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Why Do I Get Error 5002 When Using the LabVIEW Interface for Arduino?



Primary Software:
Primary Software Version: 1.0
Primary Software Fixed Version: N/A
Secondary Software: N/A

Problem:
I have a VI that uses the LabVIEW Interface for Arduino toolkit that generates the following error when I run my application.

Error 5002 occurred at Init.vi. Unable to establish connection with Arduino. Please ensure that you have selected the correct COM port and that you have flashed the Arduino with the correct firmware.


Why do I get this error and what can I do to resolve the problem?

Solution:
This error occurs when LabVIEW cannot establish a connection with the Arduino microcontroller. Several factors can cause this error so please check the following:
  1. Make sure that the correct firmware is flashed to the Arduino. The correct firmware can be found in <LabVIEW>\vi.lib\LabVIEW Interface for Arduino\Firmware\LIFA_Base. See Knowledge Base 5LPAQIYG: How Do I Load the LabVIEW Interface for Arduino Firmware Onto My Arduino Uno for steps on flashing the firmware.
  2. Make sure you have selected the correct COM port for the Init.vi or that the VI automatically locates the Arduino (this happens when no wire is connected to the VISA Resource input of the Init.vi and only works for Arduinos that are connected to the PC via USB). If you are having trouble with auto-detect mode, take the Init.vi out of auto-detection mode by wiring up the Arduino VISA resource and baud rate. Right-click on the top left terminal of the Init.vi in and select Create»Constant. This will create a VISA constant. Select the COM port your Arduino is connected to from the drop down menu. The correct COM port to use will be shown in the Arduino Integrated Development Environment (IDE) when you flash the LabVIEW Interface for Arduino (LIFA) firmware to the Arduino board. Right-click on the terminal underneath the VISA resource and select Create»Constant again. In this box set the baud rate for your Arduino. The default for most cases will be 115200.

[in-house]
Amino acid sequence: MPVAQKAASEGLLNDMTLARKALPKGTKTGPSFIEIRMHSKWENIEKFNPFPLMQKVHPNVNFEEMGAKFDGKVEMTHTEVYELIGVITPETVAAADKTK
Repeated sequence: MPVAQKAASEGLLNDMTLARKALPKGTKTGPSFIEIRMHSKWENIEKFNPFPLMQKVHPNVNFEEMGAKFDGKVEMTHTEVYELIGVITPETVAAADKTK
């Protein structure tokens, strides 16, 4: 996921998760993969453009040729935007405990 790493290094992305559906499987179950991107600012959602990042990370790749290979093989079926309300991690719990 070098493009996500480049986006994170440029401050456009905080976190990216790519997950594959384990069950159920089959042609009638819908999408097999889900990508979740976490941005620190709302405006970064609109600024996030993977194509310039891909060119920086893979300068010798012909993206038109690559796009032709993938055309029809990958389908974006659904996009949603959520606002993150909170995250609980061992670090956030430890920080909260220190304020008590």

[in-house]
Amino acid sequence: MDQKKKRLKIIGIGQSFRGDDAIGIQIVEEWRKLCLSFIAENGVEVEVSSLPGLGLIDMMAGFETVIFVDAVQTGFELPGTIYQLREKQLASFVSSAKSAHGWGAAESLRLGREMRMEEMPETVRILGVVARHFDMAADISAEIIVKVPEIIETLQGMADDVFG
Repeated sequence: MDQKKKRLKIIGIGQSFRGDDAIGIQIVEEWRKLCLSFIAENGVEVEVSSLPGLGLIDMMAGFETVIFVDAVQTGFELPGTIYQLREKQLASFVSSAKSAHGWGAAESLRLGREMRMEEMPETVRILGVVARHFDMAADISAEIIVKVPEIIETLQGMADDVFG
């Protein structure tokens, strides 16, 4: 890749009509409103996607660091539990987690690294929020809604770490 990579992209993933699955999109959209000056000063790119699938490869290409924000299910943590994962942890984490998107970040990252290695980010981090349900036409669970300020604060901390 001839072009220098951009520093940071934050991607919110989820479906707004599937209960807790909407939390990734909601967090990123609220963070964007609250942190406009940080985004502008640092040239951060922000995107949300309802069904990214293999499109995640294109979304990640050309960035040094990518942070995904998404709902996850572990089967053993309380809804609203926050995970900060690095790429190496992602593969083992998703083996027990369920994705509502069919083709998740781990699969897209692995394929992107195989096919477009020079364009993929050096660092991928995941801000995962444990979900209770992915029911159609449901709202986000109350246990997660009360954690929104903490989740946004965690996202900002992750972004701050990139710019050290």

3. Check to see if your Arduino shows up under Windows Device Manager. Search Device Manager on your computer and run the executable. Expand the USB section and see if your Arduino is listed. If it is not, you may need to install the drivers for your Arduino. See the External Link: Getting started w/ Arduino on Windows for steps on doing this.

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  4. If using a wireless connection (Xbee, BlueSMIRF) to LabVIEW try using a wired connection (USB, Serial). Poor wireless signal strength can cause the Arduino to be unreachable by LabVIEW.
  5. The USB ports in the back of a desktop computer generally have more stable power supply. You may want to use those ports if on a desktop computer.
  6. Make sure that the baud rate specified as an input to Init.vi matches the baud rate specified in the firmware by #define DEFAULTBAUDRATE X (where X is the baud rate).
  7. Make sure you have the latest version of NI VISA installed on your computer. You can check this by opening NI Measurement & Automation Explorer (NI MAX). Search NI MAX on your computer and run the executable. Expand the software section and verify that NI VISA is listed there. If it is not listed, download the latest version of NI-VISA from NI Driver Downloads.

  8. Every program that uses the LIFA Toolkit, should begin with the init command end with the close commands. Ensure that you avoid use of the abort button as much as possible. When you abort a task, your code will not have a chance to run the close VI, and the next time you run your code, the Arduino will start up in an unknown state. You may need to restart the board and re-load the LIFA firmware to correct this.
  9. Make sure that no other programs are open that are also attempting to communicate with the Arduino. If you have the Arduino IDE open, for example, the resource may already be reserved when LabVIEW tries to access the COM port.




Related Links:
Knowledge Base 5LPAQIYG: How Do I Load the LabVIEW Interface for Arduino Firmware Onto My Arduino Uno

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Report Date: 05/02/2011
Last Updated: 04/22/2014
Document ID: 5L1E2DYG

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